Comparing COVID-19 or civil unrest to 9/11? I don’t think so

COVID-19 is absolutely worse based upon the number of people who have died – but they were not murdered

Like most of you – correction, all of you – I've been over-occupied and sometimes overwhelmed by certain aspects of the current state of our country. First COVID-19, then civil unrest and, most recently, wildfires.

(We'll discuss wildfires another time, but here’s a preview: Quit building combustible homes without fire protection systems in combustible forests. You can't have all-natural wooden homes with wood roofs with wood and related landscaping in the same place where all that wood came from – and then go into shock when your stuff catches on fire. Brave firefighters are once again being placed in positions of danger for very predictable and preventable problems.)

Now back to COVID-19 and civil unrest. To be clear, as it relates to the civil unrest, I am disgusted by the behavior of some cops and civilians, but unfortunately, there are always going to be some bad people. With more training, qualified leadership and better systems in place, we can have even better cops. As far as truly “bad” people, the only thing between them and us is … the police! We need cops, but just like an untrained, unsupervised firefighter, it's not gonna work well. We need qualified, continuously trained, well-led cops. It seems simple. 

Some would argue that COVID-19 is far worse. It absolutely is worse based upon the number of people who have died. But they were not murdered. 
Some would argue that COVID-19 is far worse. It absolutely is worse based upon the number of people who have died. But they were not murdered.  (AP Photo/Kathy Willens, File)

What about the civilian side? Unhappy with how things are going? Me too. Good, let's protest loud and clear, and then VOTE for whoever you want. But as I write this, watching Kenosha on fire, I know that burning buildings down will not fix any problems except giving Kenosha and its mutual-aid partners more fire to fight – and more work for funeral directors. 

As a part of what's been going on, I've listened to people comparing 9/11 to the challenges of COVID-19, the civil unrest … and I shake my head. There is no comparison. Allow me to explain.

9/11 was a deliberate attack on everything our nation purely stands for. The good, the bad and the ugly. America. If it was part of the thread of our nation, it was part of their attack plan.

Some would point out that over 180,000 people in America have been killed by COVID-19, compared to nearly 3,000 people murdered after terrorists flew planes into the World Trade Center and the Pentagon, and a third plane that had been hijacked crashed in Shanksville, Pennsylvania, on 9/11. Some would argue that COVID-19 is far worse. It absolutely is worse based upon the number of people who have died. But they were not murdered.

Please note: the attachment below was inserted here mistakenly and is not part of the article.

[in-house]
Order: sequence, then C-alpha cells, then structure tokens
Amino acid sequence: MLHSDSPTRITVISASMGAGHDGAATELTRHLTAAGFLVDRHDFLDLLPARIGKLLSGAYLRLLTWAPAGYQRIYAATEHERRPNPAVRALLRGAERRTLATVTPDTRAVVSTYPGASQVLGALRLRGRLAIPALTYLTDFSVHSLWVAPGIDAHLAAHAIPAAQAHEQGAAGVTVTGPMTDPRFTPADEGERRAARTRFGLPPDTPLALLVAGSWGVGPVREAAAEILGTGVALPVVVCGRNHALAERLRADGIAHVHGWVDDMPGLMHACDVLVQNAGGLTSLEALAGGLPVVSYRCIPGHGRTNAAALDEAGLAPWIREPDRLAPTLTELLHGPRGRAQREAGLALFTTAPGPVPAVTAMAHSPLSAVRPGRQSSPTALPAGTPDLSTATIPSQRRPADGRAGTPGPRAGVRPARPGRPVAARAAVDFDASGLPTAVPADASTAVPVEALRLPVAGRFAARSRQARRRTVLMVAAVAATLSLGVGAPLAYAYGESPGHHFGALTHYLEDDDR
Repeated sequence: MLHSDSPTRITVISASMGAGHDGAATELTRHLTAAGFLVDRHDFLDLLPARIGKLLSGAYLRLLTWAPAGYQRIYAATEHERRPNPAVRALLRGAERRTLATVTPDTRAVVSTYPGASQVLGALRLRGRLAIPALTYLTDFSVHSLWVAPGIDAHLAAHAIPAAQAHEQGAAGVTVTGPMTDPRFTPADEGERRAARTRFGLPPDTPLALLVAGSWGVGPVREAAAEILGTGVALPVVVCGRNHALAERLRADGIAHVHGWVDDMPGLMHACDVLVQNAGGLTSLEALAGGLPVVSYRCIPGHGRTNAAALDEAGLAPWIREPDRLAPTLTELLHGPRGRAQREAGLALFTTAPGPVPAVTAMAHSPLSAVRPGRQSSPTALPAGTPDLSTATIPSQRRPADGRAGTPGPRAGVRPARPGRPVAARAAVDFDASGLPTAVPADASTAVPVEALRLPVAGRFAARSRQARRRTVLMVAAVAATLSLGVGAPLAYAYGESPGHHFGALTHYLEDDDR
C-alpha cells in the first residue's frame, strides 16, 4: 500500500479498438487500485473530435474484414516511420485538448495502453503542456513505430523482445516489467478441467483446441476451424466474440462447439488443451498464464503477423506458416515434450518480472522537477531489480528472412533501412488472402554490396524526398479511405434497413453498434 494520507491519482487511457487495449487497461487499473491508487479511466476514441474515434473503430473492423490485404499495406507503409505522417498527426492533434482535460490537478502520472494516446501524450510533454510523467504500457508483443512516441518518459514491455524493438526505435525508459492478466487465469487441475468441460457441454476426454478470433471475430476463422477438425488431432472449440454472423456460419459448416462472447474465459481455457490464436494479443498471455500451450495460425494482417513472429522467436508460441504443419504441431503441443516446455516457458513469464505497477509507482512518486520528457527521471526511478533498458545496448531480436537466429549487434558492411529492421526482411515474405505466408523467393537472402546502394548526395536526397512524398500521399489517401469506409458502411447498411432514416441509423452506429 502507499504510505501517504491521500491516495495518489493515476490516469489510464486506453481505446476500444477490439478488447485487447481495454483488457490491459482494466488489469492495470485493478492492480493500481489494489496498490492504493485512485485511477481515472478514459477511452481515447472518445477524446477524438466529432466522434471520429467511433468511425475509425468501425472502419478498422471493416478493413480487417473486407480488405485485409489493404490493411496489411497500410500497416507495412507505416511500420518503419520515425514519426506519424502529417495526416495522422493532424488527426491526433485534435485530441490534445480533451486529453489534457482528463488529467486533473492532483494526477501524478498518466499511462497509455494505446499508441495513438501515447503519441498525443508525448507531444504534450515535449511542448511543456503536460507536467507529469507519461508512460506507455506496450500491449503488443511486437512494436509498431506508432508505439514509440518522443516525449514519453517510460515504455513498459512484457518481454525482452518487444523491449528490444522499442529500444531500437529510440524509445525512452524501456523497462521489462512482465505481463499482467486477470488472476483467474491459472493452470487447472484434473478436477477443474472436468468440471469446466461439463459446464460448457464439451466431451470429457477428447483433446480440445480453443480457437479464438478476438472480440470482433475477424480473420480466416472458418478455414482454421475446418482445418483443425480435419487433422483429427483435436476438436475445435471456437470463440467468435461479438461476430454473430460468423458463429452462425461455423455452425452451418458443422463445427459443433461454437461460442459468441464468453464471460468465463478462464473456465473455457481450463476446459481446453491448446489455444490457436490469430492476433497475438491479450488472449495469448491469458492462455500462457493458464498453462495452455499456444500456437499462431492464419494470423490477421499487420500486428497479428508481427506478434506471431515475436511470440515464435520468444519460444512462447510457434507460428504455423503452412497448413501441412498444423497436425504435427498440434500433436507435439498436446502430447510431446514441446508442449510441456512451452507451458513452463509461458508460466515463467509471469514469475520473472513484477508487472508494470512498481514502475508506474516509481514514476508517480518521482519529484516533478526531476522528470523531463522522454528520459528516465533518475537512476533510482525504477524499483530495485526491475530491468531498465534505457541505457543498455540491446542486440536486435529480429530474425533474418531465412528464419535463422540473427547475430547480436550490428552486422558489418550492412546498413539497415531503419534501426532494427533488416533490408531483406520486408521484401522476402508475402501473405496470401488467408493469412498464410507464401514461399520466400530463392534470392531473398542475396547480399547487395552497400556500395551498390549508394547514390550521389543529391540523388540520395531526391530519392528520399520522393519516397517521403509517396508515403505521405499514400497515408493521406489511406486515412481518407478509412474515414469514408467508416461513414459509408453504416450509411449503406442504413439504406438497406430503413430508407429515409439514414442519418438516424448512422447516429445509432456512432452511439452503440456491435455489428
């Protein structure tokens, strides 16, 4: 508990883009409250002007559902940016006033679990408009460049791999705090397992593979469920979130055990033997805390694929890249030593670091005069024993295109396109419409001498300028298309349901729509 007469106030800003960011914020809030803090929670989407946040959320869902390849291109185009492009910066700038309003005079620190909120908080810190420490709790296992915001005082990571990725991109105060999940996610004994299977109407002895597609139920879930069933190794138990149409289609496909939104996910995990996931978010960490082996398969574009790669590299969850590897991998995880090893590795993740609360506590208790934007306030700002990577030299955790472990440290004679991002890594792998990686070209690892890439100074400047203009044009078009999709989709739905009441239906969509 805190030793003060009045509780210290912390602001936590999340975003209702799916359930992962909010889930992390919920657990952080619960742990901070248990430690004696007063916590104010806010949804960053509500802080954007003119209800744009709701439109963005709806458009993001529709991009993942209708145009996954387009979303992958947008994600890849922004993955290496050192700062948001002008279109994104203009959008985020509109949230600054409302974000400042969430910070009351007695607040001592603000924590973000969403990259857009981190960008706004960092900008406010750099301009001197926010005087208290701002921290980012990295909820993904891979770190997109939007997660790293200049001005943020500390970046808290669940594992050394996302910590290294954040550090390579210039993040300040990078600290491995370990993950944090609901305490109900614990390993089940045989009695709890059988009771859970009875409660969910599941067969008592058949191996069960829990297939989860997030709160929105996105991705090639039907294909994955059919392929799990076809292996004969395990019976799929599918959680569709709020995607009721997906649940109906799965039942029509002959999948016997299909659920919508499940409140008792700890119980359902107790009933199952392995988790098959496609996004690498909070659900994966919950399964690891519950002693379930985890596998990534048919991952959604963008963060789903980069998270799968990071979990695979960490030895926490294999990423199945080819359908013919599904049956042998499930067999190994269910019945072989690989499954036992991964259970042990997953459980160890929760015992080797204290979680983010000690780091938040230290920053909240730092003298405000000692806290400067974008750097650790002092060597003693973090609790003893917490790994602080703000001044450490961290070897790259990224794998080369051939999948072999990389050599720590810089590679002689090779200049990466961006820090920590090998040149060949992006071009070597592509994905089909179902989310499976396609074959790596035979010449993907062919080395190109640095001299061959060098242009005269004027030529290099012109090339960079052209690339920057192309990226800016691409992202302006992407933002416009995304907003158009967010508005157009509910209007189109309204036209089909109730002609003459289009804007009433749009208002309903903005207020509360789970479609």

See the difference? Died vs. murdered.

To be clear, individuals being murdered is inexcusable. Anyone being murdered by anyone. Assault. Robbery. Rape. Inexcusable. We are a country of laws. We must have laws, and they must be followed no matter what side of the law you are on. 

However, be it the civil unrest causes and reactions or the spread of disease, we CAN have an impact, individually as Americans. We can make personal decisions on how to deal with a visible and known problem. We can decide to control ourselves. We can decide to not burn a building down, shoot someone, or place a knee on someone's throat. 

But in comparison, we, as individual Americans, have no control over an attack meant to destroy what we stand for – and brutally impact everyone who is an American. We can wear a mask. We can social distance. We can wash our hands. We can respect one another. Those are things we can do. However, when a terrorist group decides to attack and murder us, we must count on our government and our military to protect us. 

As 9/11/20 approaches, take time to solemnly remember those thousands of innocent people who were murdered on that day. Hopefully, your community, like mine, will have an event to honor and remember those murdered on 9/11/01 – an event organized and led by firefighters, as we have done since 2002.

Consider then reflecting on what you, me and we can do to minimize the spread of disease. Think about how we can genuinely increase better understanding of how things can be changed at the local level, in our own communities, so everyone can feel safer. That is something we can absolutely impact immediately.

Certainly, focus on the challenges of today, but never forget the difference between a malicious attack on our nation that you and I have no control over, compared to things we certainly can have control over. 

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